UT National Medal of Science Winners Reflect on Their Success

Honored by the President, two UT professors reflect on long scientific careers and what keeps them searching for new discoveries.

At most universities, having two faculty members win the nation’s highest scientific honor would be called remarkable, outstanding, or even amazing. At UT, we call it Goodenough. John Goodenough and Allen Bard, to be specific.

The Tower was lit Tuesday night in honor of Goodenough, the Virginia H. Cockrell Centennial Chair in Engineering, and Bard, the Hackerman-Welch Regents Chair in Chemistry. The UT professors were awarded the National Medal of Science this month, the highest honor the U.S. government can bestow on a scientist or engineer. Goodenough and Bard traveled to Washington D.C. on February 1, where they received the award from President Obama in a ceremony at the White House.

Goodenough, 90, is a thin tweedy man with an infectious laugh. Bard, 79, has a mustache and hairstyle that could earn him honors in an Einstein look-alike contest. Together, they are 2013 National Medal of Science laureates. Their reflections on the award reveal two passionate scientists who care about their colleagues and students, their research, and the University.

“I always knew I wanted to be a scientist,” Bard says. “I’ve always loved it.” He says his interest in science was stoked as child by films about legendary scientists like Paul Ehrlich. Awards for scientists aren’t a career goal, he insists, but they may help inspire young people to pursue science in the way “Dr. Ehrlich’s Magic Bullet” inspired him as a child growing up in New York City.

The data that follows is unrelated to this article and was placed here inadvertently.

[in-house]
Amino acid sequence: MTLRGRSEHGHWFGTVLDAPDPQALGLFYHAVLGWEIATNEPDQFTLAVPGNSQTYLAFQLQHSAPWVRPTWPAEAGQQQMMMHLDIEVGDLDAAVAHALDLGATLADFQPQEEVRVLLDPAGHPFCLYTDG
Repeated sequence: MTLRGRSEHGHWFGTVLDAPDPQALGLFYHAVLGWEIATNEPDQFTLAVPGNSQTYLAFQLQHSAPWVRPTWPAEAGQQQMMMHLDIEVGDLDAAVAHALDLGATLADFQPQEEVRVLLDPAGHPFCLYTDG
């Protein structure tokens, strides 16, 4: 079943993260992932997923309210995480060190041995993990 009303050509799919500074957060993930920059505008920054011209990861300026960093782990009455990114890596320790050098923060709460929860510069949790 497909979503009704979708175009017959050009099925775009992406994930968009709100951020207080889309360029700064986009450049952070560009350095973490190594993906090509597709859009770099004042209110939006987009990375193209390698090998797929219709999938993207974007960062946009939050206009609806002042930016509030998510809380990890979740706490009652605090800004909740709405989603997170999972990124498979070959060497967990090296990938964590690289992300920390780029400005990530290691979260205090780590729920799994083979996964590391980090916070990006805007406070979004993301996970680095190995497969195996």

“I think the big positive aspect is the image of science, especially to young people,” he notes.

After graduate studies at Harvard, Bard did what so many pioneering young people have done throughout history—he came to Texas.  He was hired as an instructor at UT in 1958. He’s been here ever since. Bard says it’s rare for two researchers at the same university to win the award at the same time. It’s good for UT, and Bard says he’s seen UT rise in his time here.

“UT depends on recognition of its faculty,” he says.

Few UT faculty members are more recognized than Goodenough, whose scientific career was jump-started after his return from serving in World War II. After studying at the University of Chicago, he went to MIT’s Lincoln lab as a group leader, and then to the University of Oxford. In 1986 the Virginia H. Cockrell Centennial Chair in Engineering was established—and Goodenough was recruited for it. The former physicist, and later the chemist responsible for the battery that makes cell phones possible, was now an engineer.

When I visit Goodenough in his office, he’s working with a student about a quarter of his age. He says he’s proud to be a part of the UT community, and he says Texans live up to their friendly image.

“I have found The University of Texas provides a wonderful culture in which to continue my work,” he says. Awards like his can help the University’s reputation, and Goodenough insists that UT can compete with the best universities in the world in attracting the best students.

The two long-serving, hard-working scientists are quick to share the credit for their work. Like many academic researchers, they are the leaders of teams, and they both take pride in those group accomplishments. Both say the medal is a reflection of their teams’ work.

“It recognizes them,” says Bard.

Goodenough shakes his head when asked about winning. He says it makes him grateful to those who taught him and worked with him.

“Nobody does anything alone,” he says. “I accept the honor on their behalf.”

Editor’s note: You can hear Dr. Goodenough’s lively laugh around the 1:53 mark in this audio report from American Public Media’s “Marketplace”.

 

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